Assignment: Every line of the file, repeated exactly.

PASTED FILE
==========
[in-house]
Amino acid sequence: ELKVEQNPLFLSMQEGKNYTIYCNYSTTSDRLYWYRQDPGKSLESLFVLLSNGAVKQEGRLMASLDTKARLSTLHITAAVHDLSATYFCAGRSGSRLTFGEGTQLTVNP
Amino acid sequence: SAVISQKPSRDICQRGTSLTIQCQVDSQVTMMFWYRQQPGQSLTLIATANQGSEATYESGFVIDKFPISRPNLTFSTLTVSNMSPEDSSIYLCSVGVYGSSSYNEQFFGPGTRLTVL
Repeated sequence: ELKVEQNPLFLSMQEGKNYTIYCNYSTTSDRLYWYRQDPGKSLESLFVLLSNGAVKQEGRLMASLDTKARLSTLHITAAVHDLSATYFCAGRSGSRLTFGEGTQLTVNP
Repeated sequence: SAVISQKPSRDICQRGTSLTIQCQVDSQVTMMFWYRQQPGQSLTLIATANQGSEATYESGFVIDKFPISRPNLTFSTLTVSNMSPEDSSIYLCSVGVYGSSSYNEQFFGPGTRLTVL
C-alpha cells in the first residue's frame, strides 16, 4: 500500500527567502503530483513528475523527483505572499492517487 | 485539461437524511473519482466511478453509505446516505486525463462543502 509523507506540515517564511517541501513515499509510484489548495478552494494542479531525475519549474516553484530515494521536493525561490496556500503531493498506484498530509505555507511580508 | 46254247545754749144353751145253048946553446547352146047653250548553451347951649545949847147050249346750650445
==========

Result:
[in-house]
Amino acid sequence: ELKVEQNPLFLSMQEGKNYTIYCNYSTTSDRLYWYRQDPGKSLESLFVLLSNGAVKQEGRLMASLDTKARLSTLHITAAVHDLSATYFCAGRSGSRLTFGEGTQLTVNP
Amino acid sequence: SAVISQKPSRDICQRGTSLTIQCQVDSQVTMMFWYRQQPGQSLTLIATANQGSEATYESGFVIDKFPISRPNLTFSTLTVSNMSPEDSSIYLCSVGVYGSSSYNEQFFGPGTRLTVL
Repeated sequence: ELKVEQNPLFLSMQEGKNYTIYCNYSTTSDRLYWYRQDPGKSLESLFVLLSNGAVKQEGRLMASLDTKARLSTLHITAAVHDLSATYFCAGRSGSRLTFGEGTQLTVNP
Repeated sequence: SAVISQKPSRDICQRGTSLTIQCQVDSQVTMMFWYRQQPGQSLTLIATANQGSEATYESGFVIDKFPISRPNLTFSTLTVSNMSPEDSSIYLCSVGVYGSSSYNEQFFGPGTRLTVL
C-alpha cells in the first residue's frame, strides 16, 4: 500500500527567502503530483513528475523527483505572499492517487 | 485539461437524511473519482466511478453509505446516505486525463462543502 509523507506540515517564511517541501513515499509510484489548495478552494494542479531525475519549474516553484530515494521536493525561490496556500503531493498506484498530509505555507511580508 | 46254247545754749144353751145253048946553446547352146047653250548553451347951649545949847147050249346750650445